Though President Joe Biden has long been adamant in his refusal to negotiate with Republicans with regard to raising the debt ceiling, The Hill reports that the White House is now signaling its openness to a short-term increase to avoid the potential economic fallout of a default.
Such an option will likely be up for discussion next week when Biden sits down with Republican House Speaker Kevin McCarthy (CA-20) after weeks of declining to do so.
According to The Hill, it was on Thursday that Shalanda Young, director of the White House Office of Management and Budget revealed that a debt ceiling increase of a short-term nature is something the president would consider.
“I'm sure one of the things on the table we will have to work through is how long. I'm not going to take anything off the table,” said Young.
The disagreement between the White House and Republican lawmakers centers largely on the latter's requirement that a debt ceiling increase be accompanied by significant spending cuts, whereas the former has demanded a “clean” increase without attendant conditions.
Pressed by reporters whether a short-term deal is a possibility Young stated, “Right now, remember where our debate is. We're in the take it or leave it phase,” apparently referencing the GOP's bargaining position.
House Republicans have already passed a measure to raise the debt ceiling – albeit on a year-to-year basis, which McCarthy says would also implement much-needed federal spending cuts and reign in executive power.
Biden, for his part, stands opposed to coupling the debt ceiling and spending concerns into the same negotiation, though Young maintained her hope that “we will find a path to avoid default.”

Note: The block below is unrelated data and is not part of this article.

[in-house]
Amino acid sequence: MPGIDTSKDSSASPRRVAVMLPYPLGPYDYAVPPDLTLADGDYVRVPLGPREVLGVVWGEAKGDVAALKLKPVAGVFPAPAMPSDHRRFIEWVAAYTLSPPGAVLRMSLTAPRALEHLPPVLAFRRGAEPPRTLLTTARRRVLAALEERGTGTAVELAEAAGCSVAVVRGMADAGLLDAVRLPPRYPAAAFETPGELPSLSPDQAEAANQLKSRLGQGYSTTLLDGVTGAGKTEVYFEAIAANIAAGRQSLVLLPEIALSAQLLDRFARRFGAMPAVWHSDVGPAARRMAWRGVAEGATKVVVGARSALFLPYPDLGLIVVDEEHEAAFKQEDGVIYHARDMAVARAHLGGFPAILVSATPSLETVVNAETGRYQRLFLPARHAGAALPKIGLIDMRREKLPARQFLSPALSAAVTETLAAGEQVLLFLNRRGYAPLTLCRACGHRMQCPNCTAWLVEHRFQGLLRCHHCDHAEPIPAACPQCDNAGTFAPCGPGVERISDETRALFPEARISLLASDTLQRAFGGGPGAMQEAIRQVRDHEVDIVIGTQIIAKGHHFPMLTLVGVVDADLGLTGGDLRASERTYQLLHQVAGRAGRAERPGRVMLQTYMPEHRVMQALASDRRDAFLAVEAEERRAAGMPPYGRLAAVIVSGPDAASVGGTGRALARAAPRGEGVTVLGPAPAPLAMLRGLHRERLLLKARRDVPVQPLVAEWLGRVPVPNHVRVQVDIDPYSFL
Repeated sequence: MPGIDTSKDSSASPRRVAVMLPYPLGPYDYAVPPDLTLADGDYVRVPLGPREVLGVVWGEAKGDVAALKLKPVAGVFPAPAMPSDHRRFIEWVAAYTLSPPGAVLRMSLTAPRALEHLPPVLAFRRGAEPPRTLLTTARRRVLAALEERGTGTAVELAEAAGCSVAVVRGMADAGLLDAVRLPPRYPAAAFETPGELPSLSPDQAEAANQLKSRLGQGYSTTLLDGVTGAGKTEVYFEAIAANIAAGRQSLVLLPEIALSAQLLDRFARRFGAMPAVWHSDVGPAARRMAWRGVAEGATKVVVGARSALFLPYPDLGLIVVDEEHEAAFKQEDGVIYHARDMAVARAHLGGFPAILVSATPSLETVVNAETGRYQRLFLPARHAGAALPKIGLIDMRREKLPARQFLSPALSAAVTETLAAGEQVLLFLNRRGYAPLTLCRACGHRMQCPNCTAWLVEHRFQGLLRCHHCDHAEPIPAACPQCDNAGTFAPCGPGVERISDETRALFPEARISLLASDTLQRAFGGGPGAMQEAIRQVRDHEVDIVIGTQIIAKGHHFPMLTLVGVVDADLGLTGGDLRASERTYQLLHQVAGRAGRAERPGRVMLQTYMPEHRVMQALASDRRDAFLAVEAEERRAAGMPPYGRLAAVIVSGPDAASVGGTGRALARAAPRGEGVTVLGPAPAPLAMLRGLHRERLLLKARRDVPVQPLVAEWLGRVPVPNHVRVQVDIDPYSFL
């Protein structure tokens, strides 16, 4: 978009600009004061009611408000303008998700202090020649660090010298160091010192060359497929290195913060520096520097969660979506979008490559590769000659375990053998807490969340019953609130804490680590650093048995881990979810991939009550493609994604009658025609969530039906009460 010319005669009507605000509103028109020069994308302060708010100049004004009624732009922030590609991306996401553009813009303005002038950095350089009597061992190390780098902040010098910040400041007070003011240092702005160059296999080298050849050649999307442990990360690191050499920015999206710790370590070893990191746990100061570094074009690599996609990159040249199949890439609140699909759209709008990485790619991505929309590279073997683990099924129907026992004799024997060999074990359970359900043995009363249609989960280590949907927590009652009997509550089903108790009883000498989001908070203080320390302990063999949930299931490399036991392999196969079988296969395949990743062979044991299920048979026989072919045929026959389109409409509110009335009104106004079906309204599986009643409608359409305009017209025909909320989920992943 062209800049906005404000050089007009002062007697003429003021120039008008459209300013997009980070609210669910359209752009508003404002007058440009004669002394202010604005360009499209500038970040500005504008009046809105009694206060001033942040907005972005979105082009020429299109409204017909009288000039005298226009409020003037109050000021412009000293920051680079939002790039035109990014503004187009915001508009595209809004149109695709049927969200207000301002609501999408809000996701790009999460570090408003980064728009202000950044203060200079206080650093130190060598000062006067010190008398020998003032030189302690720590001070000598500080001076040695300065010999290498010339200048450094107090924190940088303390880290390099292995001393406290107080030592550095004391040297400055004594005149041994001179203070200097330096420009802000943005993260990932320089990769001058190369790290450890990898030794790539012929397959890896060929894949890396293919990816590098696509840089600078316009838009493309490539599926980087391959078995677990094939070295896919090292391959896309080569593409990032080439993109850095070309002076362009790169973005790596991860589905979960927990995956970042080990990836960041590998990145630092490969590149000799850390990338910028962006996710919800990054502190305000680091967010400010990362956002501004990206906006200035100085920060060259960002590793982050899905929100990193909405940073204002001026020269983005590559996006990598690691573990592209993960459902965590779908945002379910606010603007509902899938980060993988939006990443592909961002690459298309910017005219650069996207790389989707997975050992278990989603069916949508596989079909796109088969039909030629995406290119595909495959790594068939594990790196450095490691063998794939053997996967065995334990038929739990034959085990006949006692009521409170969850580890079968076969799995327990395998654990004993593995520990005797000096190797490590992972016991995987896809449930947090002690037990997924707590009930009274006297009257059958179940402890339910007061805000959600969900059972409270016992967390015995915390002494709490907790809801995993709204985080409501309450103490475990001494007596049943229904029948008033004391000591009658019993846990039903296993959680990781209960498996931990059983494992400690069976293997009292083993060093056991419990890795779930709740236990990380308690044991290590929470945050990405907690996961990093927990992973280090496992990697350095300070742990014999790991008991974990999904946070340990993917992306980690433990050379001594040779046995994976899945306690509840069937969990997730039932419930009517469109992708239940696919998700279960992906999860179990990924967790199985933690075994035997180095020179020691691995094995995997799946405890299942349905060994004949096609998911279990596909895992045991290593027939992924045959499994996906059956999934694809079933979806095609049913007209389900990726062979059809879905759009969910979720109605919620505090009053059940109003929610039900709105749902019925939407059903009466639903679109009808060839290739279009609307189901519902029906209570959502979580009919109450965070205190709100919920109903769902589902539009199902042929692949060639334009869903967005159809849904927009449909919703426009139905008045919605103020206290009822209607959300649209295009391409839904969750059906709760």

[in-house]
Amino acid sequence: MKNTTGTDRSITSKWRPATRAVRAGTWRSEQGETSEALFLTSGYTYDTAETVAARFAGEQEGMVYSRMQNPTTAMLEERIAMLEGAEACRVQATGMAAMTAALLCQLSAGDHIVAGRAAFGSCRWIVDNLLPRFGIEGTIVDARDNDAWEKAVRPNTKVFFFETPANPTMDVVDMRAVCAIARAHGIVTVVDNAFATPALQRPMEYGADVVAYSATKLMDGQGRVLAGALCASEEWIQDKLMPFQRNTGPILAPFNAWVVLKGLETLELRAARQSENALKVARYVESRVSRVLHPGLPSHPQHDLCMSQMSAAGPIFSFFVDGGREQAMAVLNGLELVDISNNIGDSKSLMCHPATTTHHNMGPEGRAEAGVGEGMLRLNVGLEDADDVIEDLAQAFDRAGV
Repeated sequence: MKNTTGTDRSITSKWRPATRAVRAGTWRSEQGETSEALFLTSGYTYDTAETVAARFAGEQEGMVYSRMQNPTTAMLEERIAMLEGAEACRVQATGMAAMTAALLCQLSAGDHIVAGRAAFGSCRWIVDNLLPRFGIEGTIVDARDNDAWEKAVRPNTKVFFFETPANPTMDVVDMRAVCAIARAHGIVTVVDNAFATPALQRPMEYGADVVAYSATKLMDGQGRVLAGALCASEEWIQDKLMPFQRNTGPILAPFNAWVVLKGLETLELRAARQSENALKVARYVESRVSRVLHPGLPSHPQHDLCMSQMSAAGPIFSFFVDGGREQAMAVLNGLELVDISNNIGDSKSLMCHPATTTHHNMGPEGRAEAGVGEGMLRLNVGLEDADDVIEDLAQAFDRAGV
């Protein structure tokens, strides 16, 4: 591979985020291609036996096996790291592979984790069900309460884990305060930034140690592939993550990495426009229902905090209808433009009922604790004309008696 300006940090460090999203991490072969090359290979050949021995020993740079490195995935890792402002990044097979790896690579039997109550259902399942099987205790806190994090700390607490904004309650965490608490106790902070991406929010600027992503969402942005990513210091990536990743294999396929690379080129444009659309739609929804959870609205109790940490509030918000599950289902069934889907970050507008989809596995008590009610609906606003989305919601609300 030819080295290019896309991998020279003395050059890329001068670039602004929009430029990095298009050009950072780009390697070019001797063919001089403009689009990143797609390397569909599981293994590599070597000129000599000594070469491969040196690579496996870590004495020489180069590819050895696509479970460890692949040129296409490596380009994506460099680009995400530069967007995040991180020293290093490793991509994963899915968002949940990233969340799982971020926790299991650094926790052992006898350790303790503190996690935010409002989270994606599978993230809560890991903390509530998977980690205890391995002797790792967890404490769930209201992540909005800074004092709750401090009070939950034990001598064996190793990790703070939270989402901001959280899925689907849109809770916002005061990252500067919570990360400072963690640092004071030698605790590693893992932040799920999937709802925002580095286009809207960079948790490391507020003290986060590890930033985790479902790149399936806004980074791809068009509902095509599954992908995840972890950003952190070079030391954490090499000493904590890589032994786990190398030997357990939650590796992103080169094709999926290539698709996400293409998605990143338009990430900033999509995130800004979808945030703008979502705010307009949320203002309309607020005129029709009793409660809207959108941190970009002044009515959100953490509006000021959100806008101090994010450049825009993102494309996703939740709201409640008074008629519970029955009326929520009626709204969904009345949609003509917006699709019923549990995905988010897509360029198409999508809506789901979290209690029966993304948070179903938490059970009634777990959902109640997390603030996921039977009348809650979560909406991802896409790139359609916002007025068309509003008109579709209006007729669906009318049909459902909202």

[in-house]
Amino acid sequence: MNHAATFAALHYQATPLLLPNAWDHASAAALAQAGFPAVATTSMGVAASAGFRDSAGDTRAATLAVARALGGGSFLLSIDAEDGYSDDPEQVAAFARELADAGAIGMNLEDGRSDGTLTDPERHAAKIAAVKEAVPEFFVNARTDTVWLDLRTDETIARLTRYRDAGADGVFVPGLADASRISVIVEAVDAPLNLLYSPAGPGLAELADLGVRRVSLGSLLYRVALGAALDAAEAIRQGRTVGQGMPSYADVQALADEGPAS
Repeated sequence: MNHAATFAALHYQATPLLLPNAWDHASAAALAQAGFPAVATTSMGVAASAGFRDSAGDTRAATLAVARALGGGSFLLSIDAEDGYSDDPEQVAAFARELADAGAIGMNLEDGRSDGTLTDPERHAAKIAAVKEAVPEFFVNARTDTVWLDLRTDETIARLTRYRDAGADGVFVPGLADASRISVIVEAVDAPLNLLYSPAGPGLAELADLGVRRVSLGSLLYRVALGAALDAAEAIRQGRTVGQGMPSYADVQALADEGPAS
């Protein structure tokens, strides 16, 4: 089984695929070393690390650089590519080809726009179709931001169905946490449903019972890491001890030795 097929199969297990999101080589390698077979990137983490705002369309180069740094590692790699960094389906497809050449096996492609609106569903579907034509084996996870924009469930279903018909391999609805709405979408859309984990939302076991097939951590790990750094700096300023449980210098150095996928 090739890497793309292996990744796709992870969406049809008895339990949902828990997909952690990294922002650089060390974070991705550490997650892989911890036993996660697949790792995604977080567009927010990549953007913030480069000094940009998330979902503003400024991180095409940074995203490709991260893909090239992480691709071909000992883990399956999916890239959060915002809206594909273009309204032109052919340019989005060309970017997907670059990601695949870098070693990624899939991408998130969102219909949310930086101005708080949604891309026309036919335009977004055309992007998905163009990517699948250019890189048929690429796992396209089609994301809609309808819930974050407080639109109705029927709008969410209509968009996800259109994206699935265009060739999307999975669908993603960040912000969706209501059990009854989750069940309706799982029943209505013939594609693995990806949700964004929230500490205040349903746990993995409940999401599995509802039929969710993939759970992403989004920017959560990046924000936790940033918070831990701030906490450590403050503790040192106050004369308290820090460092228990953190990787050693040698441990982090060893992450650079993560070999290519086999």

“I do believe the majority of members of Congress know that is the wrong path to go down. Look, we saw the partisan process play out, now we need to pivot to a bipartisan Congress,” Young explained.
Slamming the Republican bill over the spending cuts it includes, Young continued, “Congress can put a bill on the floor tomorrow, avoid default. The D.C. Drama, the political brinksmanship, that's what that is.”
In an attempt to stress the urgency of the situation and the need for swift agreement, the White House Council of Economic Advisers released a report Wednesday warning of “severe” economic damage and massive job losses in the event of a default.
CNBC reported that the White House detailed three potential scenarios that could unfold, depending on the duration of a stalemate leading to default.
One scenario involves ongoing “brinksmanship” up to the June 1 deadline for action suggested by the Treasury Department, and according to the White House, even that could cause 200,000 lost jobs.
A “brief” default of roughly a week would, the report declares, lead to roughly 500,000 lost jobs, while a “protracted” default of a quarter or longer could yield 8.3 million job losses, a 45% stock market decline, and a host of other ills that the federal government would be powerless to help address.
Even with talks set to take place next week, Biden has held firm in his stance that the debt ceiling should not be linked to Republican demands to slash spending and that it is the responsibility of Congress to ensure that default does not occur.
As CNBC noted separately, Biden said this week, “They're two separate issues – two. Let's get it straight: They're trying to hold the debt hostage for us to agree to some draconian cuts, magnificently difficult and damaging cuts. But unfortunately, they're threatening to undo all this progress by letting us default.”
Echoing the aforementioned prognostications of doom, Biden said a default could have a devastating effect on America's global standing and proclaimed that the United States is “not a deadbeat nation.”
The president and the four top Republican and Democratic leaders in Congress are poised to meet in the coming days, but whether they will emerge with a temporary deal or a continued stalemate, only time will tell.